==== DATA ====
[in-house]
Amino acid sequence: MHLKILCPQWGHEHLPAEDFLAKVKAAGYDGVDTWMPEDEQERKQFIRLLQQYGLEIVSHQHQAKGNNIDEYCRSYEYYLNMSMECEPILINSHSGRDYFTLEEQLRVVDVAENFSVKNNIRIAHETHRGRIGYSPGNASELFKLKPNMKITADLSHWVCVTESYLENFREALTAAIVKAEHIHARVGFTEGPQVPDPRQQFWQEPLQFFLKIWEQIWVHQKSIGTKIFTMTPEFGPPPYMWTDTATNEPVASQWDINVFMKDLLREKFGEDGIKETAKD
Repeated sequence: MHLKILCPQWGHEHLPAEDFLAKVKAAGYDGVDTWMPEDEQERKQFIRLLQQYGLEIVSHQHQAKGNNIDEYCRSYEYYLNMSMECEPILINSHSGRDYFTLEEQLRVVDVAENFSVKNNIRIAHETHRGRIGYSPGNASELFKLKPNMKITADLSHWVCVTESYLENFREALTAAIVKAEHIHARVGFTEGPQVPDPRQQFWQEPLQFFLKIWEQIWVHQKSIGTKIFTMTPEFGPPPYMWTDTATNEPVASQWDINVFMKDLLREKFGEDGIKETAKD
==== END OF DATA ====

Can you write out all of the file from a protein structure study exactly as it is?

[in-house]
Amino acid sequence: MHLKILCPQWGHEHLPAEDFLAKVKAAGYDGVDTWMPEDEQERKQFIRLLQQYGLEIVSHQHQAKGNNIDEYCRSYEYYLNMSMECEPILINSHSGRDYFTLEEQLRVVDVAENFSVKNNIRIAHETHRGRIGYSPGNASELFKLKPNMKITADLSHWVCVTESYLENFREALTAAIVKAEHIHARVGFTEGPQVPDPRQQFWQEPLQFFLKIWEQIWVHQKSIGTKIFTMTPEFGPPPYMWTDTATNEPVASQWDINVFMKDLLREKFGEDGIKETAKD
Repeated sequence: MHLKILCPQWGHEHLPAEDFLAKVKAAGYDGVDTWMPEDEQERKQFIRLLQQYGLEIVSHQHQAKGNNIDEYCRSYEYYLNMSMECEPILINSHSGRDYFTLEEQLRVVDVAENFSVKNNIRIAHETHRGRIGYSPGNASELFKLKPNMKITADLSHWVCVTESYLENFREALTAAIVKAEHIHARVGFTEGPQVPDPRQQFWQEPLQFFLKIWEQIWVHQKSIGTKIFTMTPEFGPPPYMWTDTATNEPVASQWDINVFMKDLLREKFGEDGIKETAKD